Credit: HYOSUB SHIN / AJC

Like most colleges, those in Georgia’s public system moved to online instruction during the early months of the pandemic, and have offered a mix of in-person and online classes this school year. The system is planning a full return to in-person classes and full capacity in dorms in the fall.

During their first two years of school, Renaldo earned an income running vintage pop-up shops on weekends and making commissions from artwork. When the pandemic halted these activities, Renaldo began working at a local grocery store to pay off student fees, bills, loan payments and other living expenses.

System officials credited state and federal leaders with providing additional money in recent months to help their schools and allowing for the tuition freeze. The federal government approved about $40 billion in stimulus funds to the nation’s colleges earlier this year; Georgia will receive about $1 billion for higher education. A previous federal allotment sent more than $300 million to the state’s colleges and universities last year.

Students are on campus at Georgia Tech on Tuesday, April 13, 2021. (Jenni Girtman for The Atlanta Journal-Constitution)
Students are on campus at Georgia Tech on Tuesday, April 13, 2021. (Jenni Girtman for The Atlanta Journal-Constitution)

Credit: Jenni Girtman

Credit: Jenni Girtman

Georgia lawmakers last year ordered all state agencies to cut their budgets by about 10% because of the pandemic. University System officials said they made the cuts without impacting classroom instruction. During this year’s session, which ended March 31, state lawmakers restored most of that funding and increased the system’s general funds budget by $157 million, a 6% jump, in the upcoming fiscal year budget that begins July 1.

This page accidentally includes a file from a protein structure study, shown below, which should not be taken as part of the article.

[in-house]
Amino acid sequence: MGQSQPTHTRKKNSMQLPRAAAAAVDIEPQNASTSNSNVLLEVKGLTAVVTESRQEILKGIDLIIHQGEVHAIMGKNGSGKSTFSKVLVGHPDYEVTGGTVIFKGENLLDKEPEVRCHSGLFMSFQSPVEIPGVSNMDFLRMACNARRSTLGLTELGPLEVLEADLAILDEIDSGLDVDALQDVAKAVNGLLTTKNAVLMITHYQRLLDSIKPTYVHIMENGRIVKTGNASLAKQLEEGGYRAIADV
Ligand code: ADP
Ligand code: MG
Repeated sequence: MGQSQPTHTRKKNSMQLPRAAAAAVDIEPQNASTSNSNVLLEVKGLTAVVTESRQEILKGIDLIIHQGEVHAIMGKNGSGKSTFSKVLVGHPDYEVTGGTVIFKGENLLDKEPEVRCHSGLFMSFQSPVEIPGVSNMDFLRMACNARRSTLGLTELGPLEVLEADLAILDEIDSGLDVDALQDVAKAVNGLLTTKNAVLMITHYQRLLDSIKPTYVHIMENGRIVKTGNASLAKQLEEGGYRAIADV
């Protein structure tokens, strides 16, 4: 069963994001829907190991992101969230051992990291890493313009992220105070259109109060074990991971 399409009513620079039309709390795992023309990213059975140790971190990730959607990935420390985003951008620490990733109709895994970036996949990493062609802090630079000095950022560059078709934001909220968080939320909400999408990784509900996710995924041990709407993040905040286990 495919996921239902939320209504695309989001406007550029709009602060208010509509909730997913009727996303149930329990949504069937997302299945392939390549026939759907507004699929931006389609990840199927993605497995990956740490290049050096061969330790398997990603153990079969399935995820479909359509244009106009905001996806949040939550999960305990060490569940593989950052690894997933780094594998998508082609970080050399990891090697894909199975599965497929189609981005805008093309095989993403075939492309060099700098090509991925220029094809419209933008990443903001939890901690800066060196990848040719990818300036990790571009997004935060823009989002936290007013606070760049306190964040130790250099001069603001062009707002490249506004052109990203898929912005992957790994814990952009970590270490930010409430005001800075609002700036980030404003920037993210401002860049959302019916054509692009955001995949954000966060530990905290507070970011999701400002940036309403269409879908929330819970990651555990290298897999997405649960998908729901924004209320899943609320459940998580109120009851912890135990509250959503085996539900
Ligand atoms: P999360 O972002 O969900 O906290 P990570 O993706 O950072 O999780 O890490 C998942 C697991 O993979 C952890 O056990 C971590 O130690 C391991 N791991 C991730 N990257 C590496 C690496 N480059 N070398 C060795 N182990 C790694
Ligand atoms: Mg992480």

Georgia State University student Ausar Simmonds, 20, one of about two dozen students who participated in a spring Homecoming Week rally on the Atlanta campus Tuesday afternoon agreed with the board’s decision. Simmonds noted many students are dismayed they had to pay fees for services that have been limited during the pandemic.

“I think (the freeze) is a very good thing, especially with the pandemic and how it’s economically impacted students, especially at a school like Georgia State, which is the largest school in the state and has many students with financial challenges,” Simmonds said.

Tuition freeze

The cost for tuition and fees at Georgia’s public colleges and universities will remain the same for the upcoming school year. Here are semester tuition rates for full-time students at some of the state’s colleges.:

School: in-state students; out-of-state students

Georgia Gwinnett College: $2,009; $7,500

Georgia State University: $4,474; 13,993

(Perimeter College at Georgia State): $1,425; $5,395

Georgia Tech: $5,129; $15,685

Georgia Southern University and University of West Georgia: $2,732; $9,641

Kennesaw State University: $2,781; $9,851

University of Georgia: $4,895; $14,415

Source: University System of Georgia